Colusa County
University of California
Colusa County

Master Gardeners

 

 Science based solutions for Colusa County's gardening communities.

The UCCE Master Gardeners of Colusa County volunteer's donated 802 hours and made 1458 face to face contacts in 2014/15.

 

This is what we do!

Click here for a short video!

 

April in the Garden

What to plant?

  • In a shady spot early in the month you can still plant pansies, violas, and primroses.
  • You can plant dahlia tubers and transplant most perennials.
  • As temperatures warm (nights consistently over 55 degrees) you can transplant tomatoes, eggplants and peppers.
  • You can still plant seeds of cilantro, radishes, beets and chard. (Cilantro will go to seed quickly as the weather warms up.)

Chores:

  • Fertilize shrubs and trees once this spring.
  • Watch azaleas and camellias for yellowing between the veins in the leaves. If the leaf is yellowish, apply chelated iron to the plants.
  • Trim the dead flowers but not the leaves from spring bulbs. The leaves restore the bulb; so wait to remove them until they turn yellow. Fertilize the bulbs after the bloom is finished with bone meal.
  • Apply organic mulch to all beds to keep the soil cool and enrich the soil.

Asian Citrus Psyllid

Asian Citrus Psyllid is an insect that carries a devastating disease in Citrus trees and there is no cure. The insect and disease is usually detected in home citrus first. Click here to read more about the Asian Citrus Psyllid and the Huanglongbing disease.

The Asian Citrus Psyllid has been found in San Joaquin County.

Click here to read about the Asian Citrus Psyllid from the UCCE Master Gardeners of San Joaquin County.

Click here for Spanish

 

UC Master Gardeners of Colusa County

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The University of California Master Gardener Program provides the public with UC research-based information about home horticulture, sustainable landscape and pest management practices. The program is administered by local University of California Cooperative Extension (UCCE) county offices that are the principal outreach and public service arms of the University’s division of Agriculture and Natural Resources.

The UC Master Gardener program supports sustainable gardening practices that protect the environment, conserve natural resources, and take into consideration each gardener's lifestyle and goals.

 

What do UC Master Gardeners do?

UC Master Gardeners are trained to help residents of California become better gardeners. Using a variety of activities such as workshops, lectures, and garden hotlines these volunteers answer questions about home horticulture, sustainable landscaping, and integrated pest management using University of California research-based information.

After their training UC Master Gardeners are qualified to help the public with problems in areas such as:

  • Weed Control
  • Plant Problem Diagnosis
  • Integrated Pest Management (insect and pest control)
  • Soils, fertilizers and irrigation
  • Selecting and caring for fruit and landscape trees
  • Growing annuals, perennials and food crops
  • Lawn care
  • Vegetable Gardening
  • Plant Pathology
  • Composting

 

Each county develops programs to address local needs. Some typical activities are:

  • Using mass media to disseminate gardening information
  • Teaching workshops, or lecturing on gardening practices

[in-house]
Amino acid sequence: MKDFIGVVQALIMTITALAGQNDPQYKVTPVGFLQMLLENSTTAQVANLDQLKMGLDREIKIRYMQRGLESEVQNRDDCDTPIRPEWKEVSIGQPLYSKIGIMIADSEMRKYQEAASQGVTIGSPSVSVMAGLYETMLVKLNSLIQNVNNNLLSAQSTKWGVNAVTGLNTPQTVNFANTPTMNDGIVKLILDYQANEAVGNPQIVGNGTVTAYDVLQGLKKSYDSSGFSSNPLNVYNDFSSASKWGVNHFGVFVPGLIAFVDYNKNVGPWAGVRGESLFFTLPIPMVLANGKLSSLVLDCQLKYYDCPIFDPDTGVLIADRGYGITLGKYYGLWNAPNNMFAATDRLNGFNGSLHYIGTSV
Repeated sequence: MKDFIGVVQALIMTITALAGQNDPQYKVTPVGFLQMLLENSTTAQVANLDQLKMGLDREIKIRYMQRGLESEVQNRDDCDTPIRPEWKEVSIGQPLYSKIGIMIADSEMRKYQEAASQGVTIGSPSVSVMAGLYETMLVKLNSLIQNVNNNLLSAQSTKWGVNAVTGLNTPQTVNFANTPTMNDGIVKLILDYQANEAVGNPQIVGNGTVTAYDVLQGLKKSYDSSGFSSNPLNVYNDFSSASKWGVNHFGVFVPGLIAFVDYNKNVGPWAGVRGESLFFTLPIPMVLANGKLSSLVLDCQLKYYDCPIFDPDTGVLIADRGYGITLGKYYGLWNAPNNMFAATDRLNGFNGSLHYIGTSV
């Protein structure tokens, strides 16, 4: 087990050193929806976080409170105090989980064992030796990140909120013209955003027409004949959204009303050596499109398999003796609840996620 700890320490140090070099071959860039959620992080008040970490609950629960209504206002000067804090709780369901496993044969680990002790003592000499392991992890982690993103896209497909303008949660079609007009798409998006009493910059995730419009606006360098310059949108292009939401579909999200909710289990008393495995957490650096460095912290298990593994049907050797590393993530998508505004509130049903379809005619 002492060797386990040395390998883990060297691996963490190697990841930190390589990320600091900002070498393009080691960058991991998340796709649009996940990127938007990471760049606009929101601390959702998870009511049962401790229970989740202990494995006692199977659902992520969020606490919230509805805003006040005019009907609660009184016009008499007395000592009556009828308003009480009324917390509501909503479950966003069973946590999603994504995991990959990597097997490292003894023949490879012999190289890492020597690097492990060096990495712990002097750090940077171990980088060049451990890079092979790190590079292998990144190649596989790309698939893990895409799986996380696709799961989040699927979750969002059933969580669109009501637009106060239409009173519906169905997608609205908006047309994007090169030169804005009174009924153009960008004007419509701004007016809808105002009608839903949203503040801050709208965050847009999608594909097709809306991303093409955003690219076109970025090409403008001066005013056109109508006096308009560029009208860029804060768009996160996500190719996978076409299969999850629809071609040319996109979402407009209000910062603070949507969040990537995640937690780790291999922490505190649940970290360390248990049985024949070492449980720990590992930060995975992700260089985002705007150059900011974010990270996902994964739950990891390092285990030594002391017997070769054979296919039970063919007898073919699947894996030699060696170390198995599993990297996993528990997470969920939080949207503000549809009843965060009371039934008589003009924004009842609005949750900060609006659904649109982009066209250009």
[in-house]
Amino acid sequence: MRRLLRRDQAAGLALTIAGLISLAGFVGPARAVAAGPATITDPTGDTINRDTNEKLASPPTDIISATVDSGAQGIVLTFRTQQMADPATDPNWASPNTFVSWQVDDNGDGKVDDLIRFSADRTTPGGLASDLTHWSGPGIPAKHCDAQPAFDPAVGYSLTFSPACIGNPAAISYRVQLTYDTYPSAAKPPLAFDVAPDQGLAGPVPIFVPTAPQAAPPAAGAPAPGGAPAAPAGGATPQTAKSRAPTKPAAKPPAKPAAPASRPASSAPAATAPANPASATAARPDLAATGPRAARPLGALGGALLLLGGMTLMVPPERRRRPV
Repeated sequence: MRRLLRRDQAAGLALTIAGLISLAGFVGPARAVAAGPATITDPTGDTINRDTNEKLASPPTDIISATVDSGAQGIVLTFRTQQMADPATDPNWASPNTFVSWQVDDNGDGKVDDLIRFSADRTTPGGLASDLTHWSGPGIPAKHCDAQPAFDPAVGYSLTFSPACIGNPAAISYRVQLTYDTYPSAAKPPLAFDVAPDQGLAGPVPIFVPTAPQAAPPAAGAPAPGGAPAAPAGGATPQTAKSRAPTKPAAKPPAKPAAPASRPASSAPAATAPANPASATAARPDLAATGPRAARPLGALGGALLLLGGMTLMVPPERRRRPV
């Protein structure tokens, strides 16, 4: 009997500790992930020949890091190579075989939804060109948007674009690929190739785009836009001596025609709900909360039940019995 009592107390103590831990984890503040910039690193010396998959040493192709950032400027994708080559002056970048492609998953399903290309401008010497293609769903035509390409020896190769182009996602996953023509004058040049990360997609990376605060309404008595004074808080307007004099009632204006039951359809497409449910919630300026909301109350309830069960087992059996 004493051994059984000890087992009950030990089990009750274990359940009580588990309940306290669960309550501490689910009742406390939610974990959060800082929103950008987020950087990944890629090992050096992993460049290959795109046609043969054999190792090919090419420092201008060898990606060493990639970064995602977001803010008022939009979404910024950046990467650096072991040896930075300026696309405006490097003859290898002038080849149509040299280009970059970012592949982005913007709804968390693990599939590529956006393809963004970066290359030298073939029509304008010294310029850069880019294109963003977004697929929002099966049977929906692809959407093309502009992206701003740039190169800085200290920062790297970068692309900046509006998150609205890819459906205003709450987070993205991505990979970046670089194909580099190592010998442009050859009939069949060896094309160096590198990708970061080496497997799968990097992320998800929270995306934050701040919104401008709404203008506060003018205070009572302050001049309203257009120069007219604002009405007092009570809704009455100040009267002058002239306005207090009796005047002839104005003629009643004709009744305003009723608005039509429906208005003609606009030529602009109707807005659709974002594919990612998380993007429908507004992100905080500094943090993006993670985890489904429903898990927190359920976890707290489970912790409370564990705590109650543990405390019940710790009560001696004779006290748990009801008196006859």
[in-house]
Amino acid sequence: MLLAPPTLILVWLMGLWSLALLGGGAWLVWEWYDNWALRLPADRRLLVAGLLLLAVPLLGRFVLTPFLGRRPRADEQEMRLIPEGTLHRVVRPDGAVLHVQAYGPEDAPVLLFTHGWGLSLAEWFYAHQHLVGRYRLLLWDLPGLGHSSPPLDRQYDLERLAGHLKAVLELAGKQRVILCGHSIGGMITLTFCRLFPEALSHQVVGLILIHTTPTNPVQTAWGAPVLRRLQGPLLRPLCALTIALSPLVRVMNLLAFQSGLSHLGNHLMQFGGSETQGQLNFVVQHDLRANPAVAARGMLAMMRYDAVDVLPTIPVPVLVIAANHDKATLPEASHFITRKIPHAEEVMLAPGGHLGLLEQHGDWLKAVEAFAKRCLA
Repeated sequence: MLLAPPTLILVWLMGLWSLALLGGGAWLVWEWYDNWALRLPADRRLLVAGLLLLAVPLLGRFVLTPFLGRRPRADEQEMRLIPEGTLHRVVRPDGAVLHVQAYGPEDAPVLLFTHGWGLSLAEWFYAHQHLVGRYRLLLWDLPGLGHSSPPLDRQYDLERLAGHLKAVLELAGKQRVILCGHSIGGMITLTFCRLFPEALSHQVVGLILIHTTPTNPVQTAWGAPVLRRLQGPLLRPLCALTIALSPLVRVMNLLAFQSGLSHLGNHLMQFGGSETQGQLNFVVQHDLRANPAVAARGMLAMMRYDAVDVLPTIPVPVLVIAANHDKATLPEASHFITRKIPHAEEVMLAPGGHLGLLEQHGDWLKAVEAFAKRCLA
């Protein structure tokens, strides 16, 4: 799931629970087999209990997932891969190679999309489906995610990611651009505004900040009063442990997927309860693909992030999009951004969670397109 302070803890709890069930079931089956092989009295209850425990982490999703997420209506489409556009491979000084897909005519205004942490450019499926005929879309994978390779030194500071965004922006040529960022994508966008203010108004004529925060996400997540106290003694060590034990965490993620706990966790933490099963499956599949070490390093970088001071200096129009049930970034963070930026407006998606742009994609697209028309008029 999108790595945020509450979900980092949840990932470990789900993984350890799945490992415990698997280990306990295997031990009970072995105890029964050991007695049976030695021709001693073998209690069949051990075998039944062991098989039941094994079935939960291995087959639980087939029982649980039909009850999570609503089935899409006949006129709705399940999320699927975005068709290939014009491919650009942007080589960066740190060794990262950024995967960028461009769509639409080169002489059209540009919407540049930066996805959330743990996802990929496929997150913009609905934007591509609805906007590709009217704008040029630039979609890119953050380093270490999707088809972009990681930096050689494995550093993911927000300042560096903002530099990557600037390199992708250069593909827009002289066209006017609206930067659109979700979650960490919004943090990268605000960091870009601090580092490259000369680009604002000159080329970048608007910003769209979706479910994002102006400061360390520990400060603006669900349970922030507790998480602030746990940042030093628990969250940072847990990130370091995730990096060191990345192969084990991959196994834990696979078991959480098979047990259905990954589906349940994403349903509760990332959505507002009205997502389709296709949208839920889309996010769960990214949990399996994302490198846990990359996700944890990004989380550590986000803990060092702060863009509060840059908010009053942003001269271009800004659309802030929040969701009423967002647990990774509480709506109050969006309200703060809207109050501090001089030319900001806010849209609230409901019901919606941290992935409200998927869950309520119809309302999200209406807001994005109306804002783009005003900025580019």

• Participating in research activities with academics within UC
  • Answering gardeners’ questions via email or helplines
  • Speaking to the public on horticultural and gardening topics
  • Manning county fair information booths
  • Consulting with gardeners to improve their landscape practices

 

Find us on Facebook

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Garden Advice and Workshops

 

Nature Photography with your Smart Phone, April 23, 10-noon, Williams

 

Gourd workshop, May 14, 9-12, Colusa County Fairgrounds, Community building

 

 

Featured Plant

Fescue

California fescue

Perennial

Medium size

California native

Fescue

 

 

Master Gardener Blog

This 'B' Gets an 'A' for Good Grooming

A honey bee lands on the edge of a planter and proceeds to clean her tongue (proboscis). (Photo by Kathy Keatley Garvey)

This "B" gets an "A" for good grooming. We recently watched a honey bee land on the edge of a planter. "Hmm," we thought. "Why is she landing there? She should be foraging on the flowers in the pollinator garden." We soon found out. After positioning...

Posted on Friday, April 29, 2016 at 5:39 PM
Tags: Apis mellifera (13), grooming (1), Honey bee (169), proboscis (2), tongue (2)

Help Slow the Spread of Asian Citrus Psyllid in California

Figure 1. Highly magnified adult Asian citrus psyllid feeding on citrus. [B. Grafton-Cardwell]

[From the March 2016 issue of UC IPM's Retail Nursery & Garden Center IPM News] Asian citrus psyllid (ACP) continues to spread and to be an ever-present concern in California. Because of this, we have updated information from the April 2015 issue of...

Posted on Friday, April 29, 2016 at 1:33 PM
Tags: ACP (11), asian citrus psyllid (17), Daugherty (2), Grafton-Cardwell (4), HLB (9), huanglongbing (11), retail nursery (3), UC IPM (46), Wilen (4)

Stop and Smell the Roses at UC Davis Rose Weekend

A yellow rose,

Back in 2013 we purchased a stunning yellow rose, "Sparkle and Shine," at the UC Davis Rose Weekend. Well, it was a natural thing to do--a honey bee was on it! Honey bees aren't all that attracted to commercial roses, but this one was. Honey bees are...

Posted on Thursday, April 28, 2016 at 5:18 PM
Webmaster Email: colusa@ucanr.edu